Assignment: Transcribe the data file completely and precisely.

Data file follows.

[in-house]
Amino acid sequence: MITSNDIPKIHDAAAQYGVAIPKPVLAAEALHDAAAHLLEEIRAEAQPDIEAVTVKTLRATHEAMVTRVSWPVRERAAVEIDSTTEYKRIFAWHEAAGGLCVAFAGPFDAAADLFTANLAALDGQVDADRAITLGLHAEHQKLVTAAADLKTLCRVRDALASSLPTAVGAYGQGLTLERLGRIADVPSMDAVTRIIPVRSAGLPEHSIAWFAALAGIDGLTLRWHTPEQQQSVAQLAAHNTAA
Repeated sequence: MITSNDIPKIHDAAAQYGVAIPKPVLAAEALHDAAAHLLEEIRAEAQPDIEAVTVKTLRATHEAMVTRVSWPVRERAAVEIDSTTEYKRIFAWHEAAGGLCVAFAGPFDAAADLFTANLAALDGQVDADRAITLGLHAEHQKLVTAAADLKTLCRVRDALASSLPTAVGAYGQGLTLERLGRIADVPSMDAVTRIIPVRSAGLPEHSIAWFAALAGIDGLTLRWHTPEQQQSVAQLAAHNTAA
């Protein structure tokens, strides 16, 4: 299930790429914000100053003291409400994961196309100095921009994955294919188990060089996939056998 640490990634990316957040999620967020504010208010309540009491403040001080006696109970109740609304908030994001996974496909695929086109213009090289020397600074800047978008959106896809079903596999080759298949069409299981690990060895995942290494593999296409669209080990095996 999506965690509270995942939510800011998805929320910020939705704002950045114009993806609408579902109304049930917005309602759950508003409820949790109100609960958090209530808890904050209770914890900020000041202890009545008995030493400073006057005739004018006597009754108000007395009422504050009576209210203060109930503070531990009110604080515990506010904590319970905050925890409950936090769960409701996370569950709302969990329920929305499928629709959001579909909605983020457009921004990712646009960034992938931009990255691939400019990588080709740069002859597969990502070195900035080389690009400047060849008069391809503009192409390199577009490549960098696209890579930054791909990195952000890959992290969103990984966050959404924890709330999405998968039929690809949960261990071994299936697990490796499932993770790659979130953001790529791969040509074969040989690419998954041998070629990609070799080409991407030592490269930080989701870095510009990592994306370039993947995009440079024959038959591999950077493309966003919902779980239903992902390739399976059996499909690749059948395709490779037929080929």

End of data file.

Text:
[in-house]
Amino acid sequence: MITSNDIPKIHDAAAQYGVAIPKPVLAAEALHDAAAHLLEEIRAEAQPDIEAVTVKTLRATHEAMVTRVSWPVRERAAVEIDSTTEYKRIFAWHEAAGGLCVAFAGPFDAAADLFTANLAALDGQVDADRAITLGLHAEHQKLVTAAADLKTLCRVRDALASSLPTAVGAYGQGLTLERLGRIADVPSMDAVTRIIPVRSAGLPEHSIAWFAALAGIDGLTLRWHTPEQQQSVAQLAAHNTAA
Repeated sequence: MITSNDIPKIHDAAAQYGVAIPKPVLAAEALHDAAAHLLEEIRAEAQPDIEAVTVKTLRATHEAMVTRVSWPVRERAAVEIDSTTEYKRIFAWHEAAGGLCVAFAGPFDAAADLFTANLAALDGQVDADRAITLGLHAEHQKLVTAAADLKTLCRVRDALASSLPTAVGAYGQGLTLERLGRIADVPSMDAVTRIIPVRSAGLPEHSIAWFAALAGIDGLTLRWHTPEQQQSVAQLAAHNTAA
């Protein structure tokens, strides 16, 4: 299930790429914000100053003291409400994961196309100095921009994955294919188990060089996939056998 640490990634990316957040999620967020504010208010309540009491403040001080006696109970109740609304908030994001996974496909695929086109213009090289020397600074800047978008959106896809079903596999080759298949069409299981690990060895995942290494593999296409669209080990095996 999506965690509270995942939510800011998805929320910020939705704002950045114009993806609408579902109304049930917005309602759950508003409820949790109100609960958090209530808890904050209770914890900020000041202890009545008995030493400073006057005739004018006597009754108000007395009422504050009576209210203060109930503070531990009110604080515990506010904590319970905050925890409950936090769960409701996370569950709302969990329920929305499928629709959001579909909605983020457009921004990712646009960034992938931009990255691939400019990588080709740069002859597969990502070195900035080389690009400047060849008069391809503009192409390199577009490549960098696209890579930054791909990195952000890959992290969103990984966050959404924890709330999405998968039929690809949960261990071994299936697990490796499932993770790659979130953001790529791969040509074969040989690419998954041998070629990609070799080409991407030592490269930080989701870095510009990592994306370039993947995009440079024959038959591999950077493309966003919902779980239903992902390739399976059996499909690749059948395709490779037929080929």